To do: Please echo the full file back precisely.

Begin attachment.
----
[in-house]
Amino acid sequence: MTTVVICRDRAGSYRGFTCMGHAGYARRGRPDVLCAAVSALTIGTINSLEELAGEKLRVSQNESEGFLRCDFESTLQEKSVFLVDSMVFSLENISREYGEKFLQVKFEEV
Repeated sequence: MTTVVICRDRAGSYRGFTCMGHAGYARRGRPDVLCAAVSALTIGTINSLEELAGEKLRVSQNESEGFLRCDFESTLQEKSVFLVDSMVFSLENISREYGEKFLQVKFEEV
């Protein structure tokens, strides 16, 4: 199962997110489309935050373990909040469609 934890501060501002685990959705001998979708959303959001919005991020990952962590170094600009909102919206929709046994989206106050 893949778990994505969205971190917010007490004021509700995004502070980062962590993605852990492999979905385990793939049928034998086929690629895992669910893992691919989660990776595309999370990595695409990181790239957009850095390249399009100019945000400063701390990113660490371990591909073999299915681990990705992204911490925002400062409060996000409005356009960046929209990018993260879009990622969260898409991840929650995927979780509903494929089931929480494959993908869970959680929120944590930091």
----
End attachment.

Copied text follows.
[in-house]
Amino acid sequence: MTTVVICRDRAGSYRGFTCMGHAGYARRGRPDVLCAAVSALTIGTINSLEELAGEKLRVSQNESEGFLRCDFESTLQEKSVFLVDSMVFSLENISREYGEKFLQVKFEEV
Repeated sequence: MTTVVICRDRAGSYRGFTCMGHAGYARRGRPDVLCAAVSALTIGTINSLEELAGEKLRVSQNESEGFLRCDFESTLQEKSVFLVDSMVFSLENISREYGEKFLQVKFEEV
């Protein structure tokens, strides 16, 4: 199962997110489309935050373990909040469609 934890501060501002685990959705001998979708959303959001919005991020990952962590170094600009909102919206929709046994989206106050 893949778990994505969205971190917010007490004021509700995004502070980062962590993605852990492999979905385990793939049928034998086929690629895992669910893992691919989660990776595309999370990595695409990181790239957009850095390249399009100019945000400063701390990113660490371990591909073999299915681990990705992204911490925002400062409060996000409005356009960046929209990018993260879009990622969260898409991840929650995927979780509903494929089931929480494959993908869970959680929120944590930091």